Genetically modified food is too advanced for its out-of-date regulations

Abstract:

Last week, the USDA published a series of questions seeking input to establish a National Bioengineered Food Disclosure Standard, as mandated by amendments to the Agricultural Marketing Act of 1946 that went into effect in July 2016.

The National Bioengineered Food Disclosure Standard Act requires the Secretary of the Department of Agriculture to establish disclosure standards for bioengineered food. The Act preempts state-based labeling laws for genetically modified organisms (GMOs), such as those adopted in Vermont last year. 

The USDA is considering public input on the disclosure standards until July 17, 2017. Two key issues are under consideration. The first is whether certain genetic modifications should be treated as though they are found in nature — for example, a mutation that naturally confers disease resistance in a crop. The second concerns what types of breeding techniques should be classified as conventional breeding — among "conventional breeding" techniques are hybridization and the use of chemicals or radiation to introduce random genetic mutations.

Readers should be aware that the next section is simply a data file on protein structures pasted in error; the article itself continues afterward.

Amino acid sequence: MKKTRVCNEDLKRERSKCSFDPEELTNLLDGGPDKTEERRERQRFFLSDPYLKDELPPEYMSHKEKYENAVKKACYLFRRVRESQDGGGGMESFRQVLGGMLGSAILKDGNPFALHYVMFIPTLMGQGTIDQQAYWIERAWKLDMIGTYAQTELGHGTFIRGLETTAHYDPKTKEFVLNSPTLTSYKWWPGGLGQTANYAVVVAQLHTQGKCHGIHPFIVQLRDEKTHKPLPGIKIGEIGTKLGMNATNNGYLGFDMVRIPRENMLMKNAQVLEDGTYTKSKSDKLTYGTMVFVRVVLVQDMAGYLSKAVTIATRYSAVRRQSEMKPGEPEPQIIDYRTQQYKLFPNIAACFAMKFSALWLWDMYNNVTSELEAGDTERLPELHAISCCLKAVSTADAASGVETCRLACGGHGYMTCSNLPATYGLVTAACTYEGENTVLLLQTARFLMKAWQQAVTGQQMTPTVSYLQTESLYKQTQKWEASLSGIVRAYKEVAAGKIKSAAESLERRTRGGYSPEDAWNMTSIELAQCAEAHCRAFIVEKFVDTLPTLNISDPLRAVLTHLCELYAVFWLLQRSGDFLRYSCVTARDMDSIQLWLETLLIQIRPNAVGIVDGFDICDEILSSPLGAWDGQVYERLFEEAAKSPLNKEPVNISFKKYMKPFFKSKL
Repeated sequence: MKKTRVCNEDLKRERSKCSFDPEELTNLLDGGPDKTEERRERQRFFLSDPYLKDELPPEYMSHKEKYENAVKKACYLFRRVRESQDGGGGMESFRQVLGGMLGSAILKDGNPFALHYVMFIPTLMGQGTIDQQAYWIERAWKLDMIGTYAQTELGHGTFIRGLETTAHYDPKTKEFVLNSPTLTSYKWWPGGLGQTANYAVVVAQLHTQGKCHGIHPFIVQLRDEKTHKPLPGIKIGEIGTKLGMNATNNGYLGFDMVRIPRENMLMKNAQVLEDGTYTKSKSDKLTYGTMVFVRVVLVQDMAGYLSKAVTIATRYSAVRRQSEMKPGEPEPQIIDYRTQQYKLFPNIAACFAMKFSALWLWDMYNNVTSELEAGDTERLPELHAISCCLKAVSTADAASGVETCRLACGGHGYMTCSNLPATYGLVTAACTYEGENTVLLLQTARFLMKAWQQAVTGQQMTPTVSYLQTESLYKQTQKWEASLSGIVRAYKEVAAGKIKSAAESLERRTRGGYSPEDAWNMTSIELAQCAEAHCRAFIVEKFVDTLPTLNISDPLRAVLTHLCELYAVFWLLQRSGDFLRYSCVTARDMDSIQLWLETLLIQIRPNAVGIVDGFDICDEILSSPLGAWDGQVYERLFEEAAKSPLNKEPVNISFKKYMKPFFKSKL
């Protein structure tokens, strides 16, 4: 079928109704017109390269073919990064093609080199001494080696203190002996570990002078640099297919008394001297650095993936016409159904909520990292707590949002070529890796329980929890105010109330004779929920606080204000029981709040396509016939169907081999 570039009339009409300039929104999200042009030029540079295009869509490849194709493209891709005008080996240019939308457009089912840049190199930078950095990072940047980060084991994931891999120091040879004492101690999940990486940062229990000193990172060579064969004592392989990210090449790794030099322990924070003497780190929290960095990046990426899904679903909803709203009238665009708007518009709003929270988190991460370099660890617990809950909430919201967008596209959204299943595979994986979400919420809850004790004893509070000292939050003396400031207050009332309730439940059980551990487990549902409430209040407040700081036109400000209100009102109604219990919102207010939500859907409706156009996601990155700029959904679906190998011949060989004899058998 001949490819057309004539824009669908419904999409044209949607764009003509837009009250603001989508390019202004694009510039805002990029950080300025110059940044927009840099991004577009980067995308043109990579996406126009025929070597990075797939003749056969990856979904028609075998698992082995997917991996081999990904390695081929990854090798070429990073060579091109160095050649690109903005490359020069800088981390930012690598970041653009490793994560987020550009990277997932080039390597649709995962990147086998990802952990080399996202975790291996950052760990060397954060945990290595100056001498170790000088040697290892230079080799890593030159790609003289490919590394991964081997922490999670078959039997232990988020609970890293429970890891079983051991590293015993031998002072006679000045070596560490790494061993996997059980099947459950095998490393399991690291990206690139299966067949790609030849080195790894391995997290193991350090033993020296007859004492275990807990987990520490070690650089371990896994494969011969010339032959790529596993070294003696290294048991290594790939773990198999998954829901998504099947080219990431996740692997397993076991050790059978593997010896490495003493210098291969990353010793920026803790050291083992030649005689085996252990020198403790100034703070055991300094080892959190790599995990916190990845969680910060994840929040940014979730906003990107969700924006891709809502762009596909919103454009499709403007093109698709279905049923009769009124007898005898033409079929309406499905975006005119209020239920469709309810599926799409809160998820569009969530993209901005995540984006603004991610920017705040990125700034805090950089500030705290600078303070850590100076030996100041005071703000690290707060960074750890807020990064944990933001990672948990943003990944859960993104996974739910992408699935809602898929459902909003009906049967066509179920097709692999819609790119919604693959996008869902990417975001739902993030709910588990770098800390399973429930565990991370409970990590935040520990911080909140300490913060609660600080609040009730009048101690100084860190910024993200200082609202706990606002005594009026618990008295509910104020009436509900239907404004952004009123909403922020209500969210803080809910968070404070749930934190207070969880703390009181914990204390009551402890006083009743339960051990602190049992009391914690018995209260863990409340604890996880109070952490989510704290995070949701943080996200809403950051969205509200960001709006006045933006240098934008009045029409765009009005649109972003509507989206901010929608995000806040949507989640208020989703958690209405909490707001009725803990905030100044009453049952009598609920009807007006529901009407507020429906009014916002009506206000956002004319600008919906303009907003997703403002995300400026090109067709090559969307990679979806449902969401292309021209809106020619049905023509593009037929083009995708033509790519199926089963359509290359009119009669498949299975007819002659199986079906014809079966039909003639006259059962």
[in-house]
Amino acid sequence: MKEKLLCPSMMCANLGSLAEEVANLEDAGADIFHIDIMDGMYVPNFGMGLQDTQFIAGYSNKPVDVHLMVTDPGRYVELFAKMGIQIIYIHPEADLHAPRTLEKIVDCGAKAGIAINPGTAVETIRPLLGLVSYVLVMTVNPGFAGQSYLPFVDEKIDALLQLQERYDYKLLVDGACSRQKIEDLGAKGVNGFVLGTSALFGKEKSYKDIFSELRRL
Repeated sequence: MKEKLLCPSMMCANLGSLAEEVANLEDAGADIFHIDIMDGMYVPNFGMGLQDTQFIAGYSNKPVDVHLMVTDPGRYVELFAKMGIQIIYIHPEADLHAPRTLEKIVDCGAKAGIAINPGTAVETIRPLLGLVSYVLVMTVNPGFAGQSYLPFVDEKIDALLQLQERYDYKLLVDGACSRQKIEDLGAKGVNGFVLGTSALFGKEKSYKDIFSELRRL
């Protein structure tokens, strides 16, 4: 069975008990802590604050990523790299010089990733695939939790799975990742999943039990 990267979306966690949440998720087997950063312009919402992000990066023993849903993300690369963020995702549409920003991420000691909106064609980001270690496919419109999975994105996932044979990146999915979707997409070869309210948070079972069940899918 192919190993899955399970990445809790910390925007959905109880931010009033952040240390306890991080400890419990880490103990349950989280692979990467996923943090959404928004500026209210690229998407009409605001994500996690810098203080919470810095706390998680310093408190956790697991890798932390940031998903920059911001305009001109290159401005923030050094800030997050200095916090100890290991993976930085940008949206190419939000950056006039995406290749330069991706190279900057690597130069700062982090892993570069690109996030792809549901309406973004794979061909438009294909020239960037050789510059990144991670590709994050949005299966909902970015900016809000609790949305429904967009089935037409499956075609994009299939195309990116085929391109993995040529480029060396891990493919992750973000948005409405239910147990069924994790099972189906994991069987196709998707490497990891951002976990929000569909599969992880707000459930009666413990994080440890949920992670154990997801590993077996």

These seemingly mundane questions strike at the heart of GMO controversies and implicate the use of breakthrough CRISPR gene editing technologies. Gene editing allows novel and precise genetic modifications to be introduced into crops and animals intended for human consumption. The answers to the USDA's questions are significant because the Disclosure Standard Act exempts from mandatory disclosure genetic modifications obtained without recombinant DNA (rDNA) techniques that can otherwise be found in nature. 

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